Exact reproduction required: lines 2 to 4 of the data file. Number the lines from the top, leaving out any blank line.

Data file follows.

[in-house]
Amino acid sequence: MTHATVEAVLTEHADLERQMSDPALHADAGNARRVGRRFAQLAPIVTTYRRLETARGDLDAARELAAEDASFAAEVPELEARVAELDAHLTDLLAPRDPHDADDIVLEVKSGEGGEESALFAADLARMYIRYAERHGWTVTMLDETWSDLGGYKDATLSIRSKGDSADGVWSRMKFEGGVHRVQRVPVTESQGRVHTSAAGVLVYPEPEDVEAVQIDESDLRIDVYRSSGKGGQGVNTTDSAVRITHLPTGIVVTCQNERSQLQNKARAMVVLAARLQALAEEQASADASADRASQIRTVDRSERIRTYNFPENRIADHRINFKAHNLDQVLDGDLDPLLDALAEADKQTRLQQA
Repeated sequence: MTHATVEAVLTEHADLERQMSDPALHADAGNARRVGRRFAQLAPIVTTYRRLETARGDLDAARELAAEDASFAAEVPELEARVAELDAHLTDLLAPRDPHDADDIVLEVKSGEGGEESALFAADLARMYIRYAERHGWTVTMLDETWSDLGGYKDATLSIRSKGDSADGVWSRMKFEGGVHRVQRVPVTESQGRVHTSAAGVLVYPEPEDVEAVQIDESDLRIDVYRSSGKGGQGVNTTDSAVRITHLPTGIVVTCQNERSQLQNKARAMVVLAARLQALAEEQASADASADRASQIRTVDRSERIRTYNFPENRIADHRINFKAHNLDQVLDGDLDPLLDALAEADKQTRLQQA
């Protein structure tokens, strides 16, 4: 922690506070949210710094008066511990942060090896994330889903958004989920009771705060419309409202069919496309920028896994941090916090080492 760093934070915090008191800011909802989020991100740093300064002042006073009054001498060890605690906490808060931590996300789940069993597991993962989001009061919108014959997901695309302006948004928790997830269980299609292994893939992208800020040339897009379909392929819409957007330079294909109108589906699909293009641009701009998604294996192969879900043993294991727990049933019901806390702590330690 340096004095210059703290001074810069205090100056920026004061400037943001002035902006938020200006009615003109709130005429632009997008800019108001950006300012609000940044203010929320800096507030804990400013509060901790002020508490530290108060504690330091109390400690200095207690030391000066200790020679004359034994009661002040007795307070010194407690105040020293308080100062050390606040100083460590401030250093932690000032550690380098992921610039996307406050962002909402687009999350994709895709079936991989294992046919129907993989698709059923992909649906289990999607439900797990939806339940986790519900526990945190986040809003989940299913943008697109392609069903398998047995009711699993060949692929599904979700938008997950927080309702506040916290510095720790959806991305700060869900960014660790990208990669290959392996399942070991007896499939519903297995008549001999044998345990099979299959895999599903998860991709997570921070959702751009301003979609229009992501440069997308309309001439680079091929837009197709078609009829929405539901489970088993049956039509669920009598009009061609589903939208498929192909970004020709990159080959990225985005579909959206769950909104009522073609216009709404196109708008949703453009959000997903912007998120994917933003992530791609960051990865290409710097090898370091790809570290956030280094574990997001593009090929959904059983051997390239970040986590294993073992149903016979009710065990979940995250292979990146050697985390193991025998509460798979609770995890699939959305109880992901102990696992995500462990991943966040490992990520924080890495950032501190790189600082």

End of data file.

Amino acid sequence: MTHATVEAVLTEHADLERQMSDPALHADAGNARRVGRRFAQLAPIVTTYRRLETARGDLDAARELAAEDASFAAEVPELEARVAELDAHLTDLLAPRDPHDADDIVLEVKSGEGGEESALFAADLARMYIRYAERHGWTVTMLDETWSDLGGYKDATLSIRSKGDSADGVWSRMKFEGGVHRVQRVPVTESQGRVHTSAAGVLVYPEPEDVEAVQIDESDLRIDVYRSSGKGGQGVNTTDSAVRITHLPTGIVVTCQNERSQLQNKARAMVVLAARLQALAEEQASADASADRASQIRTVDRSERIRTYNFPENRIADHRINFKAHNLDQVLDGDLDPLLDALAEADKQTRLQQA
Repeated sequence: MTHATVEAVLTEHADLERQMSDPALHADAGNARRVGRRFAQLAPIVTTYRRLETARGDLDAARELAAEDASFAAEVPELEARVAELDAHLTDLLAPRDPHDADDIVLEVKSGEGGEESALFAADLARMYIRYAERHGWTVTMLDETWSDLGGYKDATLSIRSKGDSADGVWSRMKFEGGVHRVQRVPVTESQGRVHTSAAGVLVYPEPEDVEAVQIDESDLRIDVYRSSGKGGQGVNTTDSAVRITHLPTGIVVTCQNERSQLQNKARAMVVLAARLQALAEEQASADASADRASQIRTVDRSERIRTYNFPENRIADHRINFKAHNLDQVLDGDLDPLLDALAEADKQTRLQQA
């Protein structure tokens, strides 16, 4: 922690506070949210710094008066511990942060090896994330889903958004989920009771705060419309409202069919496309920028896994941090916090080492 760093934070915090008191800011909802989020991100740093300064002042006073009054001498060890605690906490808060931590996300789940069993597991993962989001009061919108014959997901695309302006948004928790997830269980299609292994893939992208800020040339897009379909392929819409957007330079294909109108589906699909293009641009701009998604294996192969879900043993294991727990049933019901806390702590330690 340096004095210059703290001074810069205090100056920026004061400037943001002035902006938020200006009615003109709130005429632009997008800019108001950006300012609000940044203010929320800096507030804990400013509060901790002020508490530290108060504690330091109390400690200095207690030391000066200790020679004359034994009661002040007795307070010194407690105040020293308080100062050390606040100083460590401030250093932690000032550690380098992921610039996307406050962002909402687009999350994709895709079936991989294992046919129907993989698709059923992909649906289990999607439900797990939806339940986790519900526990945190986040809003989940299913943008697109392609069903398998047995009711699993060949692929599904979700938008997950927080309702506040916290510095720790959806991305700060869900960014660790990208990669290959392996399942070991007896499939519903297995008549001999044998345990099979299959895999599903998860991709997570921070959702751009301003979609229009992501440069997308309309001439680079091929837009197709078609009829929405539901489970088993049956039509669920009598009009061609589903939208498929192909970004020709990159080959990225985005579909959206769950909104009522073609216009709404196109708008949703453009959000997903912007998120994917933003992530791609960051990865290409710097090898370091790809570290956030280094574990997001593009090929959904059983051997390239970040986590294993073992149903016979009710065990979940995250292979990146050697985390193991025998509460798979609770995890699939959305109880992901102990696992995500462990991943966040490992990520924080890495950032501190790189600082």